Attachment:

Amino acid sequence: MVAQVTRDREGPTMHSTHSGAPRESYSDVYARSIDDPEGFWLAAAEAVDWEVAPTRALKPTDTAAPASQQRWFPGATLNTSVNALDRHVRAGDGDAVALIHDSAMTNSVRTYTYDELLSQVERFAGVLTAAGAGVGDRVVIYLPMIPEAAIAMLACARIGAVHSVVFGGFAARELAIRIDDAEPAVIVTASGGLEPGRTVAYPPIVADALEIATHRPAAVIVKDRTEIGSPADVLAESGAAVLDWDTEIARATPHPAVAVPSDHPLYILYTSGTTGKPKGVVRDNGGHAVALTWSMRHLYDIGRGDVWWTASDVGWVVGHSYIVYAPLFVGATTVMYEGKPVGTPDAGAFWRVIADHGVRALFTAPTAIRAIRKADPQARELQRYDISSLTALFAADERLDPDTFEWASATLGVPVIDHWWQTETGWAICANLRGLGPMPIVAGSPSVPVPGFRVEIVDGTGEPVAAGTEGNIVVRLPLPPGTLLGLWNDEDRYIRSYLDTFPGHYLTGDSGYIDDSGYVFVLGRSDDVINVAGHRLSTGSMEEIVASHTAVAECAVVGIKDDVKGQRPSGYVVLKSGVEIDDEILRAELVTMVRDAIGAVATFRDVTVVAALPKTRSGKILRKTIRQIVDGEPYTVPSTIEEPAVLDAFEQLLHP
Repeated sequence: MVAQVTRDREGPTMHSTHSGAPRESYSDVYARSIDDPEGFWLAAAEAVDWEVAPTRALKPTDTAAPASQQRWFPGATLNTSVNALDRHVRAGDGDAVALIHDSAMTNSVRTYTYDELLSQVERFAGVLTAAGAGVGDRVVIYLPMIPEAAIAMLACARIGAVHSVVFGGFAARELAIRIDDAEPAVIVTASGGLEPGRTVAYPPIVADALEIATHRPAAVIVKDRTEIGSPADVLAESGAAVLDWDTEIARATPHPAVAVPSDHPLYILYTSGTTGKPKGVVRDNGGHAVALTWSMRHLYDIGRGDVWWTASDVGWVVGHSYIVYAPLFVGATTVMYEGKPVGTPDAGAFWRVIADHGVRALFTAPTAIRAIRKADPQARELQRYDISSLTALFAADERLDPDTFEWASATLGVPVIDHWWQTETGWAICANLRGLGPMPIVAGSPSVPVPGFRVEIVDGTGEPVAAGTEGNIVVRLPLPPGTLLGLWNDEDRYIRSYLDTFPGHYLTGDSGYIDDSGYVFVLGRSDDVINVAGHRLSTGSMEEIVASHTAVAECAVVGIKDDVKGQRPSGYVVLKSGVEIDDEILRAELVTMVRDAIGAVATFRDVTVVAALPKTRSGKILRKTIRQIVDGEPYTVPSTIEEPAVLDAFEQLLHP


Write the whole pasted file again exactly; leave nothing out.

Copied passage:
Amino acid sequence: MVAQVTRDREGPTMHSTHSGAPRESYSDVYARSIDDPEGFWLAAAEAVDWEVAPTRALKPTDTAAPASQQRWFPGATLNTSVNALDRHVRAGDGDAVALIHDSAMTNSVRTYTYDELLSQVERFAGVLTAAGAGVGDRVVIYLPMIPEAAIAMLACARIGAVHSVVFGGFAARELAIRIDDAEPAVIVTASGGLEPGRTVAYPPIVADALEIATHRPAAVIVKDRTEIGSPADVLAESGAAVLDWDTEIARATPHPAVAVPSDHPLYILYTSGTTGKPKGVVRDNGGHAVALTWSMRHLYDIGRGDVWWTASDVGWVVGHSYIVYAPLFVGATTVMYEGKPVGTPDAGAFWRVIADHGVRALFTAPTAIRAIRKADPQARELQRYDISSLTALFAADERLDPDTFEWASATLGVPVIDHWWQTETGWAICANLRGLGPMPIVAGSPSVPVPGFRVEIVDGTGEPVAAGTEGNIVVRLPLPPGTLLGLWNDEDRYIRSYLDTFPGHYLTGDSGYIDDSGYVFVLGRSDDVINVAGHRLSTGSMEEIVASHTAVAECAVVGIKDDVKGQRPSGYVVLKSGVEIDDEILRAELVTMVRDAIGAVATFRDVTVVAALPKTRSGKILRKTIRQIVDGEPYTVPSTIEEPAVLDAFEQLLHP
Repeated sequence: MVAQVTRDREGPTMHSTHSGAPRESYSDVYARSIDDPEGFWLAAAEAVDWEVAPTRALKPTDTAAPASQQRWFPGATLNTSVNALDRHVRAGDGDAVALIHDSAMTNSVRTYTYDELLSQVERFAGVLTAAGAGVGDRVVIYLPMIPEAAIAMLACARIGAVHSVVFGGFAARELAIRIDDAEPAVIVTASGGLEPGRTVAYPPIVADALEIATHRPAAVIVKDRTEIGSPADVLAESGAAVLDWDTEIARATPHPAVAVPSDHPLYILYTSGTTGKPKGVVRDNGGHAVALTWSMRHLYDIGRGDVWWTASDVGWVVGHSYIVYAPLFVGATTVMYEGKPVGTPDAGAFWRVIADHGVRALFTAPTAIRAIRKADPQARELQRYDISSLTALFAADERLDPDTFEWASATLGVPVIDHWWQTETGWAICANLRGLGPMPIVAGSPSVPVPGFRVEIVDGTGEPVAAGTEGNIVVRLPLPPGTLLGLWNDEDRYIRSYLDTFPGHYLTGDSGYIDDSGYVFVLGRSDDVINVAGHRLSTGSMEEIVASHTAVAECAVVGIKDDVKGQRPSGYVVLKSGVEIDDEILRAELVTMVRDAIGAVATFRDVTVVAALPKTRSGKILRKTIRQIVDGEPYTVPSTIEEPAVLDAFEQLLHP